Jun 122013
 

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Monash University is preparing to launch technology that should allow blind users to make out objects and other people

World-leading technology that could help restore vision to a large number of Australia‘s 45,000 blind people is set to emerge from a Melbourne university.

The Monash Vision system, developed by a team of 60 at Monash University, allows blind users to make out objects and other people with the aid of a brain implant that connects wirelessly to a camera which can be housed in a pair of glasses or even on the end of the user’s finger.

The camera captures and sends images via a digital processor to a chip implanted under the skull at the back of the head. This chip stimulates the visual cortex via electrodes, allowing the brain to interpret the images.

The technology will allow blind people to see objects as a series of dots or solid colours. Facial recognition software lets the user identify other people, while other bespoke software, such as technology allowing users to recognise and negotiate stairs, is compatible with the system.

Monash researchers expect to release a prototype, which will be tested before being trialled on a blind person, in the first half of next year. It’s hoped that the trial, if successful, will lead to the widespread use of the technology within a decade.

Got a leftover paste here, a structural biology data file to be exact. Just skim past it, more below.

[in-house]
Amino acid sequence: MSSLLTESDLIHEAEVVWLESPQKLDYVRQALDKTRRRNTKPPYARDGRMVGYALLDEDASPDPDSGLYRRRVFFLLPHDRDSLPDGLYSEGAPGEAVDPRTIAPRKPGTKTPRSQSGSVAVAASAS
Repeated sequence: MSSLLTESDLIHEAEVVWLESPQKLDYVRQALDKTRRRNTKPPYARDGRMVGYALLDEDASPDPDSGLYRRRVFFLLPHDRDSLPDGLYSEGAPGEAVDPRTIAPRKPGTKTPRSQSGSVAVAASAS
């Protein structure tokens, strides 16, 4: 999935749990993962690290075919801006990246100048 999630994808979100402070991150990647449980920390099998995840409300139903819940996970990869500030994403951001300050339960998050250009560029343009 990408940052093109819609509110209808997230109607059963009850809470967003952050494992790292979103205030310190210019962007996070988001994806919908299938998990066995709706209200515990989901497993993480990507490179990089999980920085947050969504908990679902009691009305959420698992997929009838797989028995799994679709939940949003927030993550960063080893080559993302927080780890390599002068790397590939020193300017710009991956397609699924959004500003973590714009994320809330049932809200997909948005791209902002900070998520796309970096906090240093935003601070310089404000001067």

Project director Prof Arthur Lowery told Guardian Australia the technology was a “major breakthrough” from previous sight-giving innovations.

“It’s the most advanced system created as it allows people to recognise different objects and colours,” he said. “It means people can go into a meeting and know who is there and how many of them there are. People can venture outside because they can see trees.”

Lowery said the sight provided would be similar to an advanced type of radar and was suited to completely blind people.

“If you have some residual vision it’s probably of less use to you,” he said. “You wouldn’t lose the vision you had but this is only presenting a few hundred pixels and most people with residual vision have more than that. We are aiming at people who are completely blind and have brains which are hardwired to understand what objects are, rather people who have never seen anything at all.”

Read more . . .

via The Guardian
 

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